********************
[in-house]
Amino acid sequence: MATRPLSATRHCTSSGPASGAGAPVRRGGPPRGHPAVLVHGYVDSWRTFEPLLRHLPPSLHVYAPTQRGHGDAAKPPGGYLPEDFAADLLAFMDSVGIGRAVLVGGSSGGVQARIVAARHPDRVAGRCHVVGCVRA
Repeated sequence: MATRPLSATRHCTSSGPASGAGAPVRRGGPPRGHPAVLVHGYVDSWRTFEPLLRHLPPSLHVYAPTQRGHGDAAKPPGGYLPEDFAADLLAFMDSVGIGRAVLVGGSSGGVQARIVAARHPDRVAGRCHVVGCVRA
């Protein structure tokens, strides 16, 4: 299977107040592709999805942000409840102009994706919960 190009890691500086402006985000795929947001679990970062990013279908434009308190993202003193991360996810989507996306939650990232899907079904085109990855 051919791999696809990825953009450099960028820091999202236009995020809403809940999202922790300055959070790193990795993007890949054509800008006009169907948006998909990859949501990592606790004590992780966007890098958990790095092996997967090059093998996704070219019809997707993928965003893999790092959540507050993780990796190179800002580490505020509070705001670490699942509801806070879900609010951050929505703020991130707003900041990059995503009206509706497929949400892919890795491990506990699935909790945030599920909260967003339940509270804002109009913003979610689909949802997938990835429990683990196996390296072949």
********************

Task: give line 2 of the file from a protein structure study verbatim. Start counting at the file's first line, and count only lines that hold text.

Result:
Amino acid sequence: MATRPLSATRHCTSSGPASGAGAPVRRGGPPRGHPAVLVHGYVDSWRTFEPLLRHLPPSLHVYAPTQRGHGDAAKPPGGYLPEDFAADLLAFMDSVGIGRAVLVGGSSGGVQARIVAARHPDRVAGRCHVVGCVRA